The Great Scottish Squirrel Survey Returns In An Important Year For Squirrel Sightings

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Saving Scotland’s Red Squirrels is calling on the public to take part in the nationwide Great Scottish Squirrel Survey between 20-26 September (National Red Squirrel Week). Now in its third year, the survey is needed more than ever due to the impact of Covid-19.

Saving Scotland’s Red Squirrels (SSRS) is a partnership project led by the Scottish Wildlife Trust, which is working in priority areas across Scotland to protect red squirrels from the spread of the non-native grey squirrel.

Gill Hatcher, SSRS Communications & Engagement Officer said: “We are asking everyone in Scotland to go out and enjoy the outdoors during Red Squirrel Week, look out for both red and grey squirrels and add your sightings to our online map at scottishsquirrels.org.uk.”

2020’s Great Scottish Squirrel Survey was a record-breaking year, with 3160 squirrel sightings reported in just one week. Sightings help SSRS create a picture of the situation on the ground, and directly contribute to red squirrel conservation action.

This year’s Great Scottish Squirrel Survey is all the more important because Covid-19 lockdown restrictions forced the cancellation of the project’s spring surveys in both 2020 and 2021. These annual systematic surveys, which used baited squirrel-hair sampling boxes at over 200 specific locations, provided robust distribution data for both red and grey squirrels that was invaluable for comparing the fortunes of squirrels from year-to-year.

Project Manager Dr Mel Tonkin said: “Without the spring survey data, we need the help of Scotland’s squirrel spotters more than ever before. If the public can help us collect as many squirrel sightings as last year, the Great Scottish Squirrel Survey will give us another way to compare distribution data with the same period as in previous years.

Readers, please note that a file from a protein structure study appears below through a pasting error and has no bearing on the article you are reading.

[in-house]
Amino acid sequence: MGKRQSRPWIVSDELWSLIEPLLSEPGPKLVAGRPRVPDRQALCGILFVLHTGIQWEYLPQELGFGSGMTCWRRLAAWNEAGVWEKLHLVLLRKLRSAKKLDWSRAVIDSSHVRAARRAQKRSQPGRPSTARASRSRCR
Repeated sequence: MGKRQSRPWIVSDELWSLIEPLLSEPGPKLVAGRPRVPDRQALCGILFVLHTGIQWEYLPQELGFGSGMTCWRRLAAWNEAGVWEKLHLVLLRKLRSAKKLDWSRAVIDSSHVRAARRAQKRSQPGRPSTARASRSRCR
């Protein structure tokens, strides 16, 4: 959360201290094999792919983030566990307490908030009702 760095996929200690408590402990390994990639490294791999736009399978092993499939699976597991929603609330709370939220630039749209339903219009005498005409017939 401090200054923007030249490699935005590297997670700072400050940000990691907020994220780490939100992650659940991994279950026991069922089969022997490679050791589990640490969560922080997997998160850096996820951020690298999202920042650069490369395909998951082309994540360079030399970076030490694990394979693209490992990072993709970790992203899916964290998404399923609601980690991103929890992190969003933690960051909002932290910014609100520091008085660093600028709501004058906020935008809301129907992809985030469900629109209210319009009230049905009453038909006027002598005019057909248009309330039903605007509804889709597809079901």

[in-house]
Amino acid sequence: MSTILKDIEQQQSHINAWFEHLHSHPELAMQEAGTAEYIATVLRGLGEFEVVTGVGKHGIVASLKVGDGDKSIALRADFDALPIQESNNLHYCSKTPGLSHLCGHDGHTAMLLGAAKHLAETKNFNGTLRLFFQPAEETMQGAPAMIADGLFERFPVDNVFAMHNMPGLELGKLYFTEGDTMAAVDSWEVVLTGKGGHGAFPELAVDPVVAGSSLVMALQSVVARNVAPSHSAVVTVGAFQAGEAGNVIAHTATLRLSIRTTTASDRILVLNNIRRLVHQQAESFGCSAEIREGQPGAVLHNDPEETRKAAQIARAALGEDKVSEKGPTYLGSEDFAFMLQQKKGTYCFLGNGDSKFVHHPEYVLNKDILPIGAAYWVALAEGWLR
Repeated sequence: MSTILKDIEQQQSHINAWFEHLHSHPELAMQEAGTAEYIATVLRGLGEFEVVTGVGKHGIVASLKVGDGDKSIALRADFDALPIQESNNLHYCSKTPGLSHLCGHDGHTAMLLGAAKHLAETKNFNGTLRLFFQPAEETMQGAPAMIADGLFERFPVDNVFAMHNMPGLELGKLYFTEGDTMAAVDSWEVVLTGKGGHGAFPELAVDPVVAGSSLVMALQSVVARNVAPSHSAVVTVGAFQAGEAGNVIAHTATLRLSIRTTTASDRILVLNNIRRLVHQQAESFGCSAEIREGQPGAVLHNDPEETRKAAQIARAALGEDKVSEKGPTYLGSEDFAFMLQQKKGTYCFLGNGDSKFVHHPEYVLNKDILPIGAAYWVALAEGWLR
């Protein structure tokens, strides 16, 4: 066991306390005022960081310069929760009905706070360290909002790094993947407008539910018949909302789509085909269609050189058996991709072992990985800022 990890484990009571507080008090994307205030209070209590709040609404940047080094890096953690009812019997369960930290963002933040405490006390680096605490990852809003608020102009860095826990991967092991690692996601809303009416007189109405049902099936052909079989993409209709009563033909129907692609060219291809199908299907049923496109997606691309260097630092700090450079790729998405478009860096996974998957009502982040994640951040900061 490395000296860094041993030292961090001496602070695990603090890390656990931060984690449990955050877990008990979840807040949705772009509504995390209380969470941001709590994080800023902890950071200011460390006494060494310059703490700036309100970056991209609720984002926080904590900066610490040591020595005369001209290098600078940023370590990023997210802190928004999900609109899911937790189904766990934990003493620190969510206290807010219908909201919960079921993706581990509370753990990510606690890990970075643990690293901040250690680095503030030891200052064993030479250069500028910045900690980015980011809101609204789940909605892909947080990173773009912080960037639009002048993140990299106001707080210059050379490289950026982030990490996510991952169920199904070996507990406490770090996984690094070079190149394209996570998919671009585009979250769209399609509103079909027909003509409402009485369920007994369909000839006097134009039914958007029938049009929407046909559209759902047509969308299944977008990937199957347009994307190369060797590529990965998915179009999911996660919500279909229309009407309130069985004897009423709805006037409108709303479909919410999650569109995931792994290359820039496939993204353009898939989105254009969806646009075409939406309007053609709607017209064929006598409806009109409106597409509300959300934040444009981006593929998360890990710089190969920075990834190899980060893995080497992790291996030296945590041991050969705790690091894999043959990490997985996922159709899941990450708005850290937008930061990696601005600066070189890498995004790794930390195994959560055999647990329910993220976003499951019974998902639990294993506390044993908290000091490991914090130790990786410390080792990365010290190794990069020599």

“Much of our other volunteering work was also suspended during the pandemic so we are very keen to know more about how the situation has changed in the past year. Reporting a squirrel sighting is a simple thing anyone can do to help.”

Grey squirrels were introduced to Scotland in Victorian times and have since replaced our native red squirrel in many parts of the country. They out-compete reds for food and living space and can also carry squirrelpox, a virus that doesn’t harm them but is fatal to reds.

Squirrel sightings help the National Lottery-funded project understand how the distribution of each species is changing over time, and can also alert staff to situations where grey squirrels are posing an immediate threat to the local red population.

The Great Scottish Squirrel Survey week will also feature a programme of online and outdoor events across the country. More information can be found at scottishsquirrels.org.uk/great-scottish-squirrel-survey.